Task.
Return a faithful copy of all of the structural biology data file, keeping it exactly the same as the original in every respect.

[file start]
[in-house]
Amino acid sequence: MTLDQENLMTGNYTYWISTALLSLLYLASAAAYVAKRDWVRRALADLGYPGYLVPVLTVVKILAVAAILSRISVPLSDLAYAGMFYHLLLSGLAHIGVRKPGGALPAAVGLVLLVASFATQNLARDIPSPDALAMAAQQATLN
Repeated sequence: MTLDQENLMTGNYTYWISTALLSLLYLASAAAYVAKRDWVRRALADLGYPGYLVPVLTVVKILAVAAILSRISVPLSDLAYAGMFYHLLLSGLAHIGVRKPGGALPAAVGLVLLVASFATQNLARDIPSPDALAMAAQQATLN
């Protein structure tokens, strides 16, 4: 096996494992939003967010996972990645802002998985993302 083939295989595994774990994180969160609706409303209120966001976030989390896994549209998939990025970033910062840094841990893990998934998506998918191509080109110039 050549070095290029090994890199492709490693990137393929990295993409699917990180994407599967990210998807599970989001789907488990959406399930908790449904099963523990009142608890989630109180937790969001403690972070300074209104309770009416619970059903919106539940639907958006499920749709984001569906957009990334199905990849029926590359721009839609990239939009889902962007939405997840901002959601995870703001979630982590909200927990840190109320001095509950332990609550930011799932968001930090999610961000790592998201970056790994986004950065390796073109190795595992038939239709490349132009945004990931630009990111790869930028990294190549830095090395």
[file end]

[in-house]
Amino acid sequence: MTLDQENLMTGNYTYWISTALLSLLYLASAAAYVAKRDWVRRALADLGYPGYLVPVLTVVKILAVAAILSRISVPLSDLAYAGMFYHLLLSGLAHIGVRKPGGALPAAVGLVLLVASFATQNLARDIPSPDALAMAAQQATLN
Repeated sequence: MTLDQENLMTGNYTYWISTALLSLLYLASAAAYVAKRDWVRRALADLGYPGYLVPVLTVVKILAVAAILSRISVPLSDLAYAGMFYHLLLSGLAHIGVRKPGGALPAAVGLVLLVASFATQNLARDIPSPDALAMAAQQATLN
């Protein structure tokens, strides 16, 4: 096996494992939003967010996972990645802002998985993302 083939295989595994774990994180969160609706409303209120966001976030989390896994549209998939990025970033910062840094841990893990998934998506998918191509080109110039 050549070095290029090994890199492709490693990137393929990295993409699917990180994407599967990210998807599970989001789907488990959406399930908790449904099963523990009142608890989630109180937790969001403690972070300074209104309770009416619970059903919106539940639907958006499920749709984001569906957009990334199905990849029926590359721009839609990239939009889902962007939405997840901002959601995870703001979630982590909200927990840190109320001095509950332990609550930011799932968001930090999610961000790592998201970056790994986004950065390796073109190795595992038939239709490349132009945004990931630009990111790869930028990294190549830095090395």